After amplification by photomultiplier 40, coincidence and anti-coincidence data pulses are digitized by an anlog-to-digital converter 44, accumulated in a data accumulator 46, and sorted by a microprocessor controller 48 which synchronizes transmission of data from the tool 30 to equipment at the surface to be later described. The coincidence (stabilizer) events are converted into a 256 channel spectrum which spans the energy range from 0-350 Kev so as to enable the automatic downhole gain stabilizer feedback circuit to maintain system gain to approximately ±0.5%. The anti-coincidence (formation gamma radiation) events are converted into two spectra, one of which spans the low energy range from 0-350 Kev and the other of which spans the high energy range from 0-3000 Kev. The three spectra are accumulated in the data accumulator 46 and then transmitted along the cable conductors, approximately each 0.25 ft. while logging, to the logging system located at the surface. At the earth surface, the data are demodulated by a demodulator 50 prior to recording in a magnetic tape recorder 52 and display in a spectral display device 54. The high energy and low energy formation gamma ray spectra are also transferred to the computer 56 in which the high energy spectrum is separated into energy windows or regions dependent on the particular tracers used. High energy windows are selected to encompass specific gamma ray energy peaks characteristic of the particular tracer being used between 300 Kev and 3 Mev whereas the low energy windows are selected not to encompass specific energy peaks of the radioactive tracers but rather to include only downscattered radiation, generally between 150-700 Kev. For the low energy spectrum, windows are selected as necessary for providing the photoelectric sensitivity ratios.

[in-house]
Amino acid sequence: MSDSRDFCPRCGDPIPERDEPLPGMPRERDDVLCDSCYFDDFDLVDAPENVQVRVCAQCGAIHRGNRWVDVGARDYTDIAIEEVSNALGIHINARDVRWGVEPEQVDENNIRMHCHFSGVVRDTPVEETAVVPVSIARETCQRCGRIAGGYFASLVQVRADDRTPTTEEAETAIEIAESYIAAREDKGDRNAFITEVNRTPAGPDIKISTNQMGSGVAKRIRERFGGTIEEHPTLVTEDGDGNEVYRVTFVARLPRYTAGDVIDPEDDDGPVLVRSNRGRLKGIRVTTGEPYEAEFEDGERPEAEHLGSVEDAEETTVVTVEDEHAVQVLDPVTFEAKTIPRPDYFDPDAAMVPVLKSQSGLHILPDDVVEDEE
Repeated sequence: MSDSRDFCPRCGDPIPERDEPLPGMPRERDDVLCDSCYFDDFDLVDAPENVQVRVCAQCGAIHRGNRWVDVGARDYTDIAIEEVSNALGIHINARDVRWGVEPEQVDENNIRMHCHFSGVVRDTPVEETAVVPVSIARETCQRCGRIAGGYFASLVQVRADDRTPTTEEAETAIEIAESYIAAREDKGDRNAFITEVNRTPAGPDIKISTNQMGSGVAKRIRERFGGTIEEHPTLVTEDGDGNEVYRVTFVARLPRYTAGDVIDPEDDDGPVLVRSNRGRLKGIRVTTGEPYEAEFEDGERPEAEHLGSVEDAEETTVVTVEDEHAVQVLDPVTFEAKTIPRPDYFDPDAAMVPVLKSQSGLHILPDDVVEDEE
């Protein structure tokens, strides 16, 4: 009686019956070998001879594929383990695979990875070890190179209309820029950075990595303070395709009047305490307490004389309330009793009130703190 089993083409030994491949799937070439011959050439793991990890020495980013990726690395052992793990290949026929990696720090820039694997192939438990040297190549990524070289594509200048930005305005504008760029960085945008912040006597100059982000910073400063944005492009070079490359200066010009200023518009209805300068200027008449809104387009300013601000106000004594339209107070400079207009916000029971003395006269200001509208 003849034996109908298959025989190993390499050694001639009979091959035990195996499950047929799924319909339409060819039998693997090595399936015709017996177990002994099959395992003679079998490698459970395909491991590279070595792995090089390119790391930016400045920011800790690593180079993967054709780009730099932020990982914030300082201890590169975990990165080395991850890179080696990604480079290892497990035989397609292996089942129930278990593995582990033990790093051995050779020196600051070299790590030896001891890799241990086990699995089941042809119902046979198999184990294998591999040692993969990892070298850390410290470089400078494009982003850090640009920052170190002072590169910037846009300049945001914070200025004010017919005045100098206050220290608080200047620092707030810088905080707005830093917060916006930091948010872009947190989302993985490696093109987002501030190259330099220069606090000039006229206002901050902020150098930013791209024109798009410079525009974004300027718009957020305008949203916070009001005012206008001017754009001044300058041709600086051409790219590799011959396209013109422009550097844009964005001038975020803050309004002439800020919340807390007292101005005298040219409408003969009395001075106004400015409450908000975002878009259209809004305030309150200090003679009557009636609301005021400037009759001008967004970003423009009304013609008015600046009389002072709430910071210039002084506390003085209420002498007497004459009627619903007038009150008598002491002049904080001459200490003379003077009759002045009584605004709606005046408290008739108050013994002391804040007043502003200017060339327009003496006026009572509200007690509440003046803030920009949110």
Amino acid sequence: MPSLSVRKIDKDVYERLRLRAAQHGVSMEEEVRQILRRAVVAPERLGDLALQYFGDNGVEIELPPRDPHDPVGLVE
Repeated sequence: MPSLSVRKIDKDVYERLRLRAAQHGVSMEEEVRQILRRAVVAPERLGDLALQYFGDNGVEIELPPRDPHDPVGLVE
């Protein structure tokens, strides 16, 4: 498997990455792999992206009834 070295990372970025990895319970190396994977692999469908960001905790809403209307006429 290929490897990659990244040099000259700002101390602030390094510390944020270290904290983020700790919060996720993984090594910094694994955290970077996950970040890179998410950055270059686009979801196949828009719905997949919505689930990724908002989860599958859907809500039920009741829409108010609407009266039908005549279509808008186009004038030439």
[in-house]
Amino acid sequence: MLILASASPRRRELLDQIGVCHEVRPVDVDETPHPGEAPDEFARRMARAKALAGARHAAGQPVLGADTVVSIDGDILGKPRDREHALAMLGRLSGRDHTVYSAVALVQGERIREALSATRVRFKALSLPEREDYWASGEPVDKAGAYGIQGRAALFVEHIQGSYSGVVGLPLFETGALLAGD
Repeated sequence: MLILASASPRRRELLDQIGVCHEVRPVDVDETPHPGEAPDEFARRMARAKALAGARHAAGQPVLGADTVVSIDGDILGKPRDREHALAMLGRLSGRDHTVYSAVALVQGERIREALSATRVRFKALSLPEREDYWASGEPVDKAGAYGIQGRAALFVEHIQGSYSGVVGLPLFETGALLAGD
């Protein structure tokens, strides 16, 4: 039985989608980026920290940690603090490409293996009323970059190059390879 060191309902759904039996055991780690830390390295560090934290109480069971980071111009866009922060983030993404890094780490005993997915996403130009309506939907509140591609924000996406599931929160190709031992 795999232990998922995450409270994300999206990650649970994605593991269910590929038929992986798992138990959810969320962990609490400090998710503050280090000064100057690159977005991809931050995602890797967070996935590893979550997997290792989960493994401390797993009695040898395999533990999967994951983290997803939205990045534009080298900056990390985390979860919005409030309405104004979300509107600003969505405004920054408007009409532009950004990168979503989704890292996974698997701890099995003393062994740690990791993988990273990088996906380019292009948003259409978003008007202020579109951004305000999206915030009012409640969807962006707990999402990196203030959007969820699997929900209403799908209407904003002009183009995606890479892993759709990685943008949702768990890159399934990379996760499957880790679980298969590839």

It will then be seen that a method of radioactive tracer utilization for well logging operations is described herein which allows significant enhancement of the quality and accuracy of information obtained for determining concentrations of radioactive tracers in earth formation surrounding a well bore. The low energy isotopes lend themselves better to photoelectric discriminating in the borehole, especially when compared with the high energy tracers, and the high energy isotopes provide a deeper radial depth of investigation. Obviously, the choice of low energy gamma ray emitting radioisotopes for tagging the liquids phase of the hydraulic fracturing material may be other than herein described and various combinations are possible. Likewise, Sc-46, Ag-110 and other radioisotopes are suitable candidates for selection of high energy radioisotopes.